Food bank devoted to feeding community
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This article was published 08/09/2021 (512 days ago), so information in it may no longer be current.
If you can lift and carry 20- to 40-pound boxes and have some free time on Wednesdays, there’s a volunteer opportunity open for you.
“We’re always on the lookout for volunteers who are strong,” said Paulette Côté, lead volunteer co-ordinator for St. Mary’s Road United Church’s food bank at 613 St. Mary’s Rd.
The food bank which, Côté says, now serves approximately 240 families or a total of between 500 and 750 people each month, has been run by volunteers for over 25 years. It has always operated as an outreach project for the church’s congregation but has the support of many others as well as local businesses. Food supplies also come from Harvest Manitoba, Second Harvest and Leftovers Foundation. Fresh produce arrives from church members’ gardens as well as a community garden run by church volunteers including Côté’s husband Peter.
Food bank donations can be dropped off on Wednesdays between 9:30 and 11 a.m.
“The current demand is larger than ever for services,” said Joan Boone, who served as volunteer co-ordinator for 21 years.
With an increasing demand for food and household items, such as toilet paper and personal hygiene products, the need for volunteers grows too. Côté said a core group of about 17 people help each week. They must unload delivered donations, sort the items and pack them in bags and boxes. The bags and boxes are stacked on long rows of tables, then handed out to guests on Wednesday afternoons.
“When that door opens, we are ready,” volunteer Donna Normand said.
Côté said providing nutritious food is a priority and they are trying to move away from high-sugar products. Halal foods are available. The food bank typically offers enough food that a family can stretch it out to last almost a month if they are careful.
Some people using the food bank aren’t able to transport their boxes home themselves so volunteers are on hand to deliver them. After the food bank’s doors close at 3 p.m., there is clean-up work to be done.
Côté said, during the period of strict COVID-19 regulations, only 10 people could work together at one time. Another major change that continues is the need to serve guests outdoors.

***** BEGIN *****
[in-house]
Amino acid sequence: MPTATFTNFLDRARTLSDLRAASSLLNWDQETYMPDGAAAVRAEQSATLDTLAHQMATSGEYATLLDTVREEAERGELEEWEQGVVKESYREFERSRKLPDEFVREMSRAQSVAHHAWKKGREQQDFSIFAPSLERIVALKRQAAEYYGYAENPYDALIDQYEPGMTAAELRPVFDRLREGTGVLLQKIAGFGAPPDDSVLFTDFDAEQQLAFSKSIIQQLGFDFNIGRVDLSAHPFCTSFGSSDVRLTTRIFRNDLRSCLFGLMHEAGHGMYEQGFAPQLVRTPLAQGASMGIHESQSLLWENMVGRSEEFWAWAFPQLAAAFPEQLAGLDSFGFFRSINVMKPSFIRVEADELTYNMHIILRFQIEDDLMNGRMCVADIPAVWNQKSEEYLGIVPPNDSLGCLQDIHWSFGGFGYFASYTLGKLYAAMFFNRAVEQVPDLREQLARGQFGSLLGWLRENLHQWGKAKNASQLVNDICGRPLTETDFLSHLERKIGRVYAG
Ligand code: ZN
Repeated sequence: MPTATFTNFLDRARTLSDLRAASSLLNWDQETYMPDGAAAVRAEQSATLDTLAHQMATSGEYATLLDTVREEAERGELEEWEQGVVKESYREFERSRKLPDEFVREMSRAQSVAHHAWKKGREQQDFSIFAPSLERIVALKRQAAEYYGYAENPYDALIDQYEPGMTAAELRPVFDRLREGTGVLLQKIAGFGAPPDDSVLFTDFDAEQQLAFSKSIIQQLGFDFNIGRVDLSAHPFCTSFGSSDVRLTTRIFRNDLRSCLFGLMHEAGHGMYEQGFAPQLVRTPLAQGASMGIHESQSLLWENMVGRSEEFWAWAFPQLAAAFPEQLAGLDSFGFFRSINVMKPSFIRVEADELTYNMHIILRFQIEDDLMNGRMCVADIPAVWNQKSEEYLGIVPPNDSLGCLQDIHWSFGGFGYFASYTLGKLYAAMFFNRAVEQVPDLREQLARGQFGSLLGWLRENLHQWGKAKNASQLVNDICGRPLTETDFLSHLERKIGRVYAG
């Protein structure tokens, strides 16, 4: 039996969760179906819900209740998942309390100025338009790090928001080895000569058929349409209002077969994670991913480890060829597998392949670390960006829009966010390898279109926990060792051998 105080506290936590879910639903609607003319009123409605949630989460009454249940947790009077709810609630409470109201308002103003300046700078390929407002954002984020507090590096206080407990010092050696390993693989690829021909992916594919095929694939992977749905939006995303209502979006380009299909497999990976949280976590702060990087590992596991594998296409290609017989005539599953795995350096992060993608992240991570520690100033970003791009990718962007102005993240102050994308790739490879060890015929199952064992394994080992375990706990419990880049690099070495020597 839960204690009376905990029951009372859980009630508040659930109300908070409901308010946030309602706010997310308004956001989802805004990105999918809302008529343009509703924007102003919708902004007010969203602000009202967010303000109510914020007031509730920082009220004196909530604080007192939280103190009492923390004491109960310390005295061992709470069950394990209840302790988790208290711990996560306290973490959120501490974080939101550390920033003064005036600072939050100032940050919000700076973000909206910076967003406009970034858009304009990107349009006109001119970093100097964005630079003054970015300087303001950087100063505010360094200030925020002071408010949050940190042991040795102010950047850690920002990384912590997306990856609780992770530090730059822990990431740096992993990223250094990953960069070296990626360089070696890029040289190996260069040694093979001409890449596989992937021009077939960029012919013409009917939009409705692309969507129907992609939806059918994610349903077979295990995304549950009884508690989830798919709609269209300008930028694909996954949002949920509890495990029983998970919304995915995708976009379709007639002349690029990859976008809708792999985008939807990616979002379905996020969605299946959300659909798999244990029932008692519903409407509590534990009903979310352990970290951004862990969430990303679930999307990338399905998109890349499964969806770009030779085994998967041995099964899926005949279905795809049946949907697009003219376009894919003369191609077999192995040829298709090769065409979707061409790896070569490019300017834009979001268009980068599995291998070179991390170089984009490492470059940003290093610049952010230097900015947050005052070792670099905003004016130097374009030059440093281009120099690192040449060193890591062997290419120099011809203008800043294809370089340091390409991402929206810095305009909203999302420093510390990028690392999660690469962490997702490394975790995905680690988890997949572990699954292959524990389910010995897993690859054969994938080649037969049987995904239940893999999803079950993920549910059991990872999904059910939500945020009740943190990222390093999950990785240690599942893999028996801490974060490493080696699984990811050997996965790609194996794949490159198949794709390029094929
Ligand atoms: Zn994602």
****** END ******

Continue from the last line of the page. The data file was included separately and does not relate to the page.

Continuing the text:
“We aren’t able to welcome our guests indoors,” she said, adding that they also can’t provide freshly baked treats that used to be part of the food bank experience.
“We got to hold their babies and to know them personally,” Boone said. “I miss the hugs.”
Despite the need to follow pandemic guidelines, the food bank volunteers make an effort to connect with their guests. They offer recipes and started a newsletter.
“We want to err on the side of compassion,” Boone said.
“We’ve tried to pivot to serve our guests as much as possible,” Côté said.
At a recent volunteer appreciation event about 20 people were recognized for their work. Côté said some of the older volunteers are reluctant to come back due to health concerns. This means she’s eager to welcome new volunteers like Blaine Hadaller.
Hadaller credits Boone with recruiting him. He lives near the United Church and was aware of the food bank but he said his eyes were really opened after he started volunteering about four months ago.
“There’s no judgment here,” he said, noting that all are welcomed and helped without question.
All guests and volunteers wear masks. Volunteers who work inside the church must be fully vaccinated. For those who aren’t, jobs like delivering food boxes and holding food drives are available.
Côté said student volunteers used to come from Glenlawn Collegiate. Although the pandemic ended their direct involvement, Glenlawn students and staff held a successful food drive during the last school year, and she hopes this will happen again. Donations of plastic and reusable grocery bags as well as cardboard boxes and egg cartons are also needed.
To contact the food bank, email firstname.lastname@example.org
Andrea Geary is a community correspondent for St. Vital. Email her at email@example.com
St. Vital community correspondent
Andrea Geary is a community correspondent for St. Vital and was once the community journalist for The Headliner.